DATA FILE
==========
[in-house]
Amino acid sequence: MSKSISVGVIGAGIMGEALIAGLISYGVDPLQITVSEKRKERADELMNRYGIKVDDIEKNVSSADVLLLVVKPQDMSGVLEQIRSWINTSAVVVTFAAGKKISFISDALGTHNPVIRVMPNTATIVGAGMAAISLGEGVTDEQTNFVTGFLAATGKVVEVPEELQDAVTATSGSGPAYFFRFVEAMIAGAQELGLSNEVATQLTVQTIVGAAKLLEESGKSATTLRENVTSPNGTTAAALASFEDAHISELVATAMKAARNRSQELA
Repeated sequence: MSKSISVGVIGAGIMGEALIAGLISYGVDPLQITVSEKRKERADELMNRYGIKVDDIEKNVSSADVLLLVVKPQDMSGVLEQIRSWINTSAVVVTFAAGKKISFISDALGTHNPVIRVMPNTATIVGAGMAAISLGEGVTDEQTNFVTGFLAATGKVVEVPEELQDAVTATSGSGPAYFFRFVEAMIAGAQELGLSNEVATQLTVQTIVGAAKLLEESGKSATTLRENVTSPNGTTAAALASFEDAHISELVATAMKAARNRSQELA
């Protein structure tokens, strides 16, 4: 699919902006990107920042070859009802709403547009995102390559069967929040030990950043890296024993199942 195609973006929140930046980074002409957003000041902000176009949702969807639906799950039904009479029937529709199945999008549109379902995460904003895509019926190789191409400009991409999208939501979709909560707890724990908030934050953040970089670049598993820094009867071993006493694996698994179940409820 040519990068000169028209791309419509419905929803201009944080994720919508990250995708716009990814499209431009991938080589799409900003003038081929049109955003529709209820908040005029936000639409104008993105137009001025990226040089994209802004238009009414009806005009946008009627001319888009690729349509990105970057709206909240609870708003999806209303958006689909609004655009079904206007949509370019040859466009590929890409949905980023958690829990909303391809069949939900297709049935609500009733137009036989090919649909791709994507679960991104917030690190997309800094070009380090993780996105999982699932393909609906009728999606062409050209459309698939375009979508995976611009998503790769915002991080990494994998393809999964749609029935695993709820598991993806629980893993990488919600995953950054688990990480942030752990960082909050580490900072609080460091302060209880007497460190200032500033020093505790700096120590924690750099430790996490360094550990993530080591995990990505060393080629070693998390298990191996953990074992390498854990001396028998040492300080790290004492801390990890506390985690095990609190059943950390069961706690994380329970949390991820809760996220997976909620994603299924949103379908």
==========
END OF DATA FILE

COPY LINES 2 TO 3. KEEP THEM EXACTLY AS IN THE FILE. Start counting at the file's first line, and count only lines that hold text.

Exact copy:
Amino acid sequence: MSKSISVGVIGAGIMGEALIAGLISYGVDPLQITVSEKRKERADELMNRYGIKVDDIEKNVSSADVLLLVVKPQDMSGVLEQIRSWINTSAVVVTFAAGKKISFISDALGTHNPVIRVMPNTATIVGAGMAAISLGEGVTDEQTNFVTGFLAATGKVVEVPEELQDAVTATSGSGPAYFFRFVEAMIAGAQELGLSNEVATQLTVQTIVGAAKLLEESGKSATTLRENVTSPNGTTAAALASFEDAHISELVATAMKAARNRSQELA
Repeated sequence: MSKSISVGVIGAGIMGEALIAGLISYGVDPLQITVSEKRKERADELMNRYGIKVDDIEKNVSSADVLLLVVKPQDMSGVLEQIRSWINTSAVVVTFAAGKKISFISDALGTHNPVIRVMPNTATIVGAGMAAISLGEGVTDEQTNFVTGFLAATGKVVEVPEELQDAVTATSGSGPAYFFRFVEAMIAGAQELGLSNEVATQLTVQTIVGAAKLLEESGKSATTLRENVTSPNGTTAAALASFEDAHISELVATAMKAARNRSQELA